Knowing that you have a disease that might kill you and that has killed neighbor children and loved ones of every staff member gets you to thinking about death—and life. Aristotle said that a life unexamined “isn’t worth the living.” It is good and necessary to think about life and death rather than just “going through the motions” of living. I did that for much of my life primarily because I didn’t want to think about what I was doing or more importantly what I wasn’t doing. Now, as I near my 70th birthday (in November, same day as Prince Charles), I find myself knowing that I could have lived a much better life, yet even as I analyze things, I realize that many of the things I did for the wrong reasons still did good things for other people. I don’t know how God counts doing the right things for the wrong reasons, but I hope it’s better than doing the wrong things whatever the reason. My wife and I were talking the other day about for whom we would “take a bullet” as it were. I discovered that for me the answer is just about everybody who still has a chance to do some good in this world. I know I have wasted much of my life and am truly blessed to have been given this opportunity to spend the last of my life doing as much good for others as I humanly can. However, when we came here, I really didn’t expect to live more than a couple of years. Most of you don’t know that I have an implanted defibrillator sewn into my chest with wires hooked into the bottom of my heart so that if my heart stops (as it did on February 16, 1996, and several times since) the computer will shock my heart back into action. These things have limited lifespans and the one I had when I came to Africa only had two years left. We had no insurance and the operation cost over $50,000, so I knew that I couldn’t replace it and just figured if I got two good years here that would be enough. At least my kids could say their dad died as a missionary in Africa which I thought would be better than say, dying in a retirement home. Sadly and happily for me, a friend got the company that made my device to put in a new one in Nairobi in 2006 for free. The old one just had two months left when the new one went in. It will run out in 2016, so we will see. Maybe now, I really do just have two years left, but the thing is, my heart hasn’t stopped in the last nine years, so maybe I don’t even need it anymore. It seems that God wants me here, alive, to work until He decides I’ve done enough. Well, when He asked me to come here, I did say, “Yes” with no reservations. So, I will serve until God decides the party is over for me. This doesn’t mean no more malaria or other physical or emotional problems, but I’ve dealt with them all so far, and feel confident I can continue. Mitch Albom (who wrote “Tuesdays with Morrie”) says it well,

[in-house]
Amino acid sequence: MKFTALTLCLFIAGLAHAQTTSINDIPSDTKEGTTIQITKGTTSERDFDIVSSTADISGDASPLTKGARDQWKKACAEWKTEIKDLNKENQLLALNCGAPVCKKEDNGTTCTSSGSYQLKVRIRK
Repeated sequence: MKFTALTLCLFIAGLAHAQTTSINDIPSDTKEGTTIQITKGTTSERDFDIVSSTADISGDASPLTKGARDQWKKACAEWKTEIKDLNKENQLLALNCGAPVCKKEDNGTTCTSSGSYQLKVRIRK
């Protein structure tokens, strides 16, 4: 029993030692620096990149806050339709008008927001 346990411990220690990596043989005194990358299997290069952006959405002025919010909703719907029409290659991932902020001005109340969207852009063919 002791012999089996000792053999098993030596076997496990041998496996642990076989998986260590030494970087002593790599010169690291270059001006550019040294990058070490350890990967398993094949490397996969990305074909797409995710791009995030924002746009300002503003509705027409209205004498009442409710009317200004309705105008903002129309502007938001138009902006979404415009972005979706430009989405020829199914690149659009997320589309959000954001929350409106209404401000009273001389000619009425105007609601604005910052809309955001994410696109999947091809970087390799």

“We get so many lives between birth and death. A life to be a child. A life to come of age. A life to wander, to settle, to fall in love, to parent, to test our promise, to realize our mortality- and in some lucky cases, to do something after that realization.”
I’m one of those “lucky” cases. Maybe you are, too.